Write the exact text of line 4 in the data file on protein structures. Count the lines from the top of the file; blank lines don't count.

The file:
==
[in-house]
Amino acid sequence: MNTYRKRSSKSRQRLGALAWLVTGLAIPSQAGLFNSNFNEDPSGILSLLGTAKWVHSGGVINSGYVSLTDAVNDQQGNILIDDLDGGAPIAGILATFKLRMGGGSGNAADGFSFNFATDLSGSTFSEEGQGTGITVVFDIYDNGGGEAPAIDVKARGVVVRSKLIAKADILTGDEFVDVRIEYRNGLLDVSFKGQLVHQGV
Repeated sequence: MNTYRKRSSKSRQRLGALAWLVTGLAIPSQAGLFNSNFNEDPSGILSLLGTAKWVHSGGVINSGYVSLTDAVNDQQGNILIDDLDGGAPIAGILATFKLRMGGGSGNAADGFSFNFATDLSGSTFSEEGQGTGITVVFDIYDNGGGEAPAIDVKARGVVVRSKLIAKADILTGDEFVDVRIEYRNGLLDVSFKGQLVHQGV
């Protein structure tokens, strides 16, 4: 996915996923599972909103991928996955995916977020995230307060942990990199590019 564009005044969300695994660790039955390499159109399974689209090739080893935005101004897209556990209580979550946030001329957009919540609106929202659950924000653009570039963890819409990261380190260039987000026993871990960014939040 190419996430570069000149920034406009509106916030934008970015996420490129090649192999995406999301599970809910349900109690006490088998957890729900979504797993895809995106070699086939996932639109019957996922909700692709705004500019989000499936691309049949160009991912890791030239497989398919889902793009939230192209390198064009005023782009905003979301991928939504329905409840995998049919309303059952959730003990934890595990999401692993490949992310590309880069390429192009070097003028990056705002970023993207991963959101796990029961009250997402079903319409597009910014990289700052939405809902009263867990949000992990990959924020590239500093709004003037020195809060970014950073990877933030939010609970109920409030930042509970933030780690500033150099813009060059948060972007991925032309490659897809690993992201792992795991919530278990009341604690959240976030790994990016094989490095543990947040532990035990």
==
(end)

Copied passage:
């Protein structure tokens, strides 16, 4: 996915996923599972909103991928996955995916977020995230307060942990990199590019 564009005044969300695994660790039955390499159109399974689209090739080893935005101004897209556990209580979550946030001329957009919540609106929202659950924000653009570039963890819409990261380190260039987000026993871990960014939040 190419996430570069000149920034406009509106916030934008970015996420490129090649192999995406999301599970809910349900109690006490088998957890729900979504797993895809995106070699086939996932639109019957996922909700692709705004500019989000499936691309049949160009991912890791030239497989398919889902793009939230192209390198064009005023782009905003979301991928939504329905409840995998049919309303059952959730003990934890595990999401692993490949992310590309880069390429192009070097003028990056705002970023993207991963959101796990029961009250997402079903319409597009910014990289700052939405809902009263867990949000992990990959924020590239500093709004003037020195809060970014950073990877933030939010609970109920409030930042509970933030780690500033150099813009060059948060972007991925032309490659897809690993992201792992795991919530278990009341604690959240976030790994990016094989490095543990947040532990035990």